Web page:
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Live Nation Posts $10.4B Record Revenues in 2017, Q4 Earnings Drop Following Songkick Settlement

Live Nation posted strong revenue growth for the fourth quarter of 2017, but also saw its losses for the quarter grow significantly following its $110 million settlement with Songkick in January.

Live Nation had its best year on record with its three major divisions all posting gains over 2016. The promoter giant posted strong year-over-year revenue growth for the fourth quarter of 2017 in its earnings report on Tuesday (Feb. 27), but also saw its losses for the quarter grow significantly following its nine-figure legal settlement with Songkick in January.

Live Nation reported total revenues of $10.4 billion for 2017, up 25 percent over last year. Operating income was down 53 percent year over year to $91.4 million and its adjusted operating of $625 million was down about 2 percent over the same time frame. As of Dec. 31, the company had $1.8 billion in cash and $3.2 billion in total assets.

For the fourth quarter, Live Nation saw losses balloon to $202 million, more than five times the same quarter in 2016, which was blamed in part on the company’s $110 million payout to former rival Songkick that concluded a protracted two-year legal battle over claims of unfair competition and computer hacking. The company’s fourth-quarter adjusted operating income was down more than $105 million over the same period. 


The fourth profitability drop was a down note in an otherwise very positive year-end report for the 12-year old company, with 2017 marking its seventh consecutive year of growth. In it, the concert division grew 26 percent to $7.9 billion, sponsorships were up 18 percent to $445.1 million and ticketing revenue increased 17 percent to $2.1 billion. The company produced 30,000 shows in 40 countries to 86 million fans in 2017, according to the report, investing $5.6 billion in promoting concerts.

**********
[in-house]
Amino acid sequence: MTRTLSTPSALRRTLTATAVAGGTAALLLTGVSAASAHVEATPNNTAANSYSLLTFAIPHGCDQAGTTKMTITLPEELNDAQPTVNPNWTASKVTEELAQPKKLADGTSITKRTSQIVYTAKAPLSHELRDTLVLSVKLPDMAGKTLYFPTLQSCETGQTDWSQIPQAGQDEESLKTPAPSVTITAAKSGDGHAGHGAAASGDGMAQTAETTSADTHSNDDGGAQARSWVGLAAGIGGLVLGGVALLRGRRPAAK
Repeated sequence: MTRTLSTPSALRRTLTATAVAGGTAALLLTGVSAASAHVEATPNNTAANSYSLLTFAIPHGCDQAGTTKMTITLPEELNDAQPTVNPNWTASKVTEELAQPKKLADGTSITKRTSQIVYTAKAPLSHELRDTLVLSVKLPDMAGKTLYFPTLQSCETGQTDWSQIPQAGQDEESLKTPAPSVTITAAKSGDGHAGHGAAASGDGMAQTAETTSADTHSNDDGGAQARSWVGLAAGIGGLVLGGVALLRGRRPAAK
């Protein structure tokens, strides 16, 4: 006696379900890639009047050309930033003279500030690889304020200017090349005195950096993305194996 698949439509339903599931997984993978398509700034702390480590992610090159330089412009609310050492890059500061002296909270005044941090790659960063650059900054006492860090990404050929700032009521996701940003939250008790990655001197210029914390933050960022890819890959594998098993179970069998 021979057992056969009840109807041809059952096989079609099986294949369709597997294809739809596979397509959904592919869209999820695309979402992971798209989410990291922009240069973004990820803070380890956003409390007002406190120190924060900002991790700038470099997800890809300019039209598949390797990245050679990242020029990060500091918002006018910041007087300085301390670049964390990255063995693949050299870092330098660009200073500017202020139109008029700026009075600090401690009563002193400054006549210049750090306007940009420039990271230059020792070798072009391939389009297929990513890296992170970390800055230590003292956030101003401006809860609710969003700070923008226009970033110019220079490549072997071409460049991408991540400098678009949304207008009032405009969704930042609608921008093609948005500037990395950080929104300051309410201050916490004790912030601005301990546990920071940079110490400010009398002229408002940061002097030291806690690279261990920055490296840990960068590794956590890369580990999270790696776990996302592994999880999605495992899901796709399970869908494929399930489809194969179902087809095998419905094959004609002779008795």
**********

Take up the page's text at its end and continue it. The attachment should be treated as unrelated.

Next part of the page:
Average ticket price ticked up 5 percent in 2017, bringing in an additional $250 million for the company. Meanwhile, average per-fan spending was also up to $24 per person, an increase of 9 percent year over year.

“Overall, we expect a very strong year across our amphitheaters, arenas and festivals, with some decline in stadium show count on a year-over-year basis,” company CEO Michael Rapino wrote in a statement accompanying the year-end report. “Given our plans to further monetize our fan relationships, I expect this will translate into continued strong growth in concerts operating results in 2018.”

For sponsorships, Live Nation now boasts 50 companies that spend over $1 million per year to reach fans, collectively spending $285 million to reach fans and make up more than half of overall spending. Sponsorship revenue at festivals grew 20 percent, driven by new deals with American Express, American Eagle, Samsung and Amazon Web Services.

“With over 70% of budgeted sponsorship revenue for the year already committed, we are confident that we will again deliver double-digit growth in operating results for 2018,” Rapino explained.


The report estimates that Live Nation’s Ticketmaster platform saw fee-bearing Gross Transaction Value (GTV), up 15 percent, transacting $30 billion in sales with 500 million tickets delivered to fans in 29 countries.

“Music has accounted for about 80% of Ticketmaster’s GTV growth in recent years, making it imperative for us to extend our focus from venues to those artists who are filling the venues,” Rapino continued. He estimates that 80 artists utilized Ticketmaster’s Verified Fan platform, selling 3 million tickets. The available inventory on Ticketmaster’s secondary site grew 25 percent and overall, the company estimates tickets sales are up 5 percent for the first two months of 2018.

Live Nation made a number of large-scale acquisitions in 2017 including the BottleRock Festival in Napa, Utah’s United Concerts and Frank Productions of Madison, Wisconsin.

“In 2018, I expect us to further consolidate our global concerts position while enhancing our on-site hospitality business and capturing additional pricing opportunities,” Rapino wrote. “We believe that our sponsorship business will continue driving double-digit growth as more brands look for that direct connection with music fans. And a more effective Ticketmaster marketplace, along with further alignment with artists, should continue to build on Ticketmaster’s success.”

The report also explained it was expecting stadium concerts to be slightly down over 2017 — the monster Taylor Swift Reputation tour is currently being promoted by rival AEG Presents, although Ticketmaster is processing tickets.